AND NOT TO BREAK A FALL, EITHER It looked to be one of those days that would find us all lashed into the indoor— low, low cloud, high, high winds. Somehow, by the time we’d gotten up the mountain, all seemed, if not calm, then contained.

Only three of us in the lesson. Outstanding. We went outside. Feh. Rebel piles on even more layers of balk when we’re outside.

We managed. There was the usual argument about the canter, but once we got going, they were good ones: I’m beginning to feel some depth of seat, length of leg, am rockin’ that pelvis. So, good.

Even better was that all three of us love to jump, and Emma set up a mini-course for us today that required us to really pay attention.

I know you’re always supposed to pay attention, but in a big ride, with only one fence, both horse and rider can start to mentally wander.

Not today.

There was a fence, crosspoles, low, and a pole on the ground two strides beyond that. Another small jump was set up roughly perpendicular to the first fence and the pole; we would land in the space between that fence and that pole.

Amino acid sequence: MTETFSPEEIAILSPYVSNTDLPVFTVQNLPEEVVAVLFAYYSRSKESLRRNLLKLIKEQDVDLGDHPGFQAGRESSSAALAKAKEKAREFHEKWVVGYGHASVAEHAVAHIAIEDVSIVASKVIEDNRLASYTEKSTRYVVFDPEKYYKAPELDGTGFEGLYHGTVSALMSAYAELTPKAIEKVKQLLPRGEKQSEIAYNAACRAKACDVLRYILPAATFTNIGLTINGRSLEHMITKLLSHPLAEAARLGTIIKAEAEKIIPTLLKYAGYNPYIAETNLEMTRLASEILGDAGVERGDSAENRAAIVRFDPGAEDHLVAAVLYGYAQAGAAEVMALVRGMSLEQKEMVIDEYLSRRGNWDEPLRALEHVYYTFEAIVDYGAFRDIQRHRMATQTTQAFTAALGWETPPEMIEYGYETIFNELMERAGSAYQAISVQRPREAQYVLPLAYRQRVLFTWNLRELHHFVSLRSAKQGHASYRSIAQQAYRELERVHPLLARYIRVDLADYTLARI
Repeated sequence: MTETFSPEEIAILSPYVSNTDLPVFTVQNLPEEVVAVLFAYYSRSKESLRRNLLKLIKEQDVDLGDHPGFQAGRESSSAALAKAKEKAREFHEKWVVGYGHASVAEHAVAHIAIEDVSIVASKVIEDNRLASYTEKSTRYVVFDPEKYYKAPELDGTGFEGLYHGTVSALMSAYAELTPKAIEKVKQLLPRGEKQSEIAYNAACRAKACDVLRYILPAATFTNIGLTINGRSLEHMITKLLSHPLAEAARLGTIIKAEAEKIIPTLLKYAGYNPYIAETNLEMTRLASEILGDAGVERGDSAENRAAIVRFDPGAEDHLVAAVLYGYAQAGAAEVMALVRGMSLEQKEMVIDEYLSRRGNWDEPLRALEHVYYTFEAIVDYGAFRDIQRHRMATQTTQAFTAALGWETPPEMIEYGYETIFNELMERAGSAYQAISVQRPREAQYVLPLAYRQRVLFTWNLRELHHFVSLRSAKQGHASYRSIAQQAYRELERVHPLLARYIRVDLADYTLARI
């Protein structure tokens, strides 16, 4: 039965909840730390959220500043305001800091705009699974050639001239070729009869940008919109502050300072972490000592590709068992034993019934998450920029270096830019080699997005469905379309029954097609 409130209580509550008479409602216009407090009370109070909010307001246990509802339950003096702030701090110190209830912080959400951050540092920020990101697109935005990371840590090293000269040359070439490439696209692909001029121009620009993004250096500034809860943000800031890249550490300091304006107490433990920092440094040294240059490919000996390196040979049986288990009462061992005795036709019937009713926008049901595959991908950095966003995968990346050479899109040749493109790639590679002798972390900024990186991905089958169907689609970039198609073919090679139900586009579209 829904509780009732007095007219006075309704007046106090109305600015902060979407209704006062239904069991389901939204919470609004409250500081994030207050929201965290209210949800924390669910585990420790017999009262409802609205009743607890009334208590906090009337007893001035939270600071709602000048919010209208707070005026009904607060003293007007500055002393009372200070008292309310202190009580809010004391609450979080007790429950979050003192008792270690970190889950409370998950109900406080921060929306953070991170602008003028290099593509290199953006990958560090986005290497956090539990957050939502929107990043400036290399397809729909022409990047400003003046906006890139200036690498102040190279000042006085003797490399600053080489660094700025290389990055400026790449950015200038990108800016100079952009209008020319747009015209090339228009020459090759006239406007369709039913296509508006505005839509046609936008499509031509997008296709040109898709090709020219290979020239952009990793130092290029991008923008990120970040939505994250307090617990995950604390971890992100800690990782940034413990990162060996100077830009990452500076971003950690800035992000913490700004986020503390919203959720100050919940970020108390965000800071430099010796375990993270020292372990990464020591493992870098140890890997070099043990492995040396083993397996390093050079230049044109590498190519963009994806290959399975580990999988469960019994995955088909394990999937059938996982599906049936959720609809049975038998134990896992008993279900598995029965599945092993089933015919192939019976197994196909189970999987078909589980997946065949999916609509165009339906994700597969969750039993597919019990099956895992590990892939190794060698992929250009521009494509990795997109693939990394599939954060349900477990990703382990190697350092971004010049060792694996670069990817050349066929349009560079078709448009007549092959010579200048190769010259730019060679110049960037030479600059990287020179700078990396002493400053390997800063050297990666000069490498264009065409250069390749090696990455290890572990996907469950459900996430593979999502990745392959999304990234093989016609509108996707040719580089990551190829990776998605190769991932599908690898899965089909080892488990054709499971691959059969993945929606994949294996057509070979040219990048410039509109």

We took the first fence in trot. Upon landing, we were to pick up canter, get a line in to the second fence, return to the trot, jump, pick up canter, and rejoin the ride.

Awesome! It is so easy to get Reb to canter when we’ve both got something else on our minds. My leg went back with authority upon landing, and he leapt into the transition. I sat securely as I had to start focusing on the return to trot, on the approach, on the fence.

And then Emma added a third fence to take in canter. We had a refusal, as an argument erupted between Rebel and I as to the order of the jumps— he was pretty interested in the new obstacles and wanted to go for it immediately. Peeved, he slowed down and stopped at the second fence. Ah, well.

It was so satisfying— it felt like real work. And it was hard work, a good workout, my plaits were wet down to the elastics from the exertion.

More of this, please!